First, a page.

Here’s the news of the week – and how we see it here at McAlvany Wealth Management:

Lower Forecasts Trump Earning “Beats”

Third quarter earnings announcements overruled market action this week. Firms for the most part have been “beating” estimates, but haven’t been able to speak of future growth as positively as they have the past year. Without getting into detail, the jitters that infected stocks this week can be traced to Tuesday when both Caterpillar and 3M reported earnings that revealed not only slower growth, organically speaking, but also lower forward guidance. Of course, tariffs were cited as a headwind to profit growth, but, again, growth was slowing long before tariffs were implemented. It’s therefore reasonable to assume that what we’re seeing is the impact of something else, i.e., higher interest rates (in addition to reduced storm spending), as it spreads across most sectors. This analysis might exclude the social media firms, whose growth paradigm is still rather young – Twitter, and perhaps Facebook (which reports next week). In any case, as earnings concerns mounted, the major indices lost ground, albeit reluctantly, as the Dow, NASDAQ, and S&P fell 2.7%, 3.1%, and 3.73%, respectively.

As stocks fell, fixed income markets benefitted from the typical “flight to safety” rotation, but a note of caution might be worth mentioning as a future warning to bond investors. The rotation gains were feeble, as the rally in the 30-year T bond was about half the historical norm. Overseas, the attitude toward high-grade (northern realm) European debt was noticeably better after economic reports there showed evidence of higher inflation anda weaker economy. Those reports also spurred a selloff in the euro and some short covering in the US dollar, which propelled the greenback to near interim highs for the year. Again, I find this rather ironic because economic conditions are just as bad, if not worse, here in the States (September new home sales came in at -5.5%). However, relatively tighter (than the ECB) money talk from Fed governors this week may have tipped the balance in favor of the greenback for now. Aside from this, oil slipped further, despite the usual spin on inventories, in reaction to slower US growth prospects. And the metals held above technical support levels in defiance ofdollar strength. Gold added 0.51% to silver’s 0.78%.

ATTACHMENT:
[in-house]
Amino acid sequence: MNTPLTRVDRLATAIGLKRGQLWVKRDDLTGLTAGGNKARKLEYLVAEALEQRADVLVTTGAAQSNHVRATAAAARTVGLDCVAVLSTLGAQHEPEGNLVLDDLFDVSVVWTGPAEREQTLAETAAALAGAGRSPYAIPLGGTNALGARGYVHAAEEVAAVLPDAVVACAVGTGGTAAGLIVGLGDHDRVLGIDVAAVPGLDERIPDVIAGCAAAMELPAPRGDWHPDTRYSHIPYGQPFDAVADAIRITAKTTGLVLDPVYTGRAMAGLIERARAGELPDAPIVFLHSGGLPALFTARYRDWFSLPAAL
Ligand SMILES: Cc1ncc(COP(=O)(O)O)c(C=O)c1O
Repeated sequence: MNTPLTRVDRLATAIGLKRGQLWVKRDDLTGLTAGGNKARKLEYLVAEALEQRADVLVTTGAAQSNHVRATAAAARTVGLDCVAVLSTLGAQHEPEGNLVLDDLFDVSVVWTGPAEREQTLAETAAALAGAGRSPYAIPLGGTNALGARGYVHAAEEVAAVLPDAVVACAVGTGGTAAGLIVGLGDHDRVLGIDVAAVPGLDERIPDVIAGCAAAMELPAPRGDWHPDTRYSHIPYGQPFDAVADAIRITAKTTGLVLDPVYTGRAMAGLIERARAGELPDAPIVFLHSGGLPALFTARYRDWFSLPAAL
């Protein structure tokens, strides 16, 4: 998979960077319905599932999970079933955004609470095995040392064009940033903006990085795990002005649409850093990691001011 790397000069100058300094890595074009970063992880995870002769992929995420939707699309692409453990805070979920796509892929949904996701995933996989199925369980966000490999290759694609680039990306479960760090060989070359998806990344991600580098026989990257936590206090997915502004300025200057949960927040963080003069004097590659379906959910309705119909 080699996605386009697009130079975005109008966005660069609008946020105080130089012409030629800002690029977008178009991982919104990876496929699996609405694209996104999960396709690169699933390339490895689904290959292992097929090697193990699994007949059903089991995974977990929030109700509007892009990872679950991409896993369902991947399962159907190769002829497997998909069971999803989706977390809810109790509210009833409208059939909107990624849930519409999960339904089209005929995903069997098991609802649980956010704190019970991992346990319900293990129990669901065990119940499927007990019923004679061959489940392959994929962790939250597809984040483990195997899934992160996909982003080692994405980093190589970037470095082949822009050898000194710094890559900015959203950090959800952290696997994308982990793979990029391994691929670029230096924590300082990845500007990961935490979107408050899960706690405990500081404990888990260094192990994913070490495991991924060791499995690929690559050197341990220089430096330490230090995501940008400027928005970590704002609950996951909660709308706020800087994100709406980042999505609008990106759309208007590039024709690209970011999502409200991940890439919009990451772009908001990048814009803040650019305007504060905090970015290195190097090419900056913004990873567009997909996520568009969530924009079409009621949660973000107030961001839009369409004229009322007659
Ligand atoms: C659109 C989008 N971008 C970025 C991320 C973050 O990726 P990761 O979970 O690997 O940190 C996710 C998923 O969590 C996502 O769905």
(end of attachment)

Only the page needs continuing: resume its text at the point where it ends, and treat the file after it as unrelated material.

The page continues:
Next week we’ll get a look at the ADP and US non-farm payroll employment reports, along with the bulk of earnings reports and a policy decision from the Bank of Japan. All of that might prove inconsequential in comparison to the next Fed/FOMC meeting scheduled for November 8th. At that time we’ll take another step towards understanding the Fed’s position – by which I mean just how helpless the Fed may be in adjusting interest rates to more economically/financially productive levels.

Best Regards,

David Burgess
VP Investment Management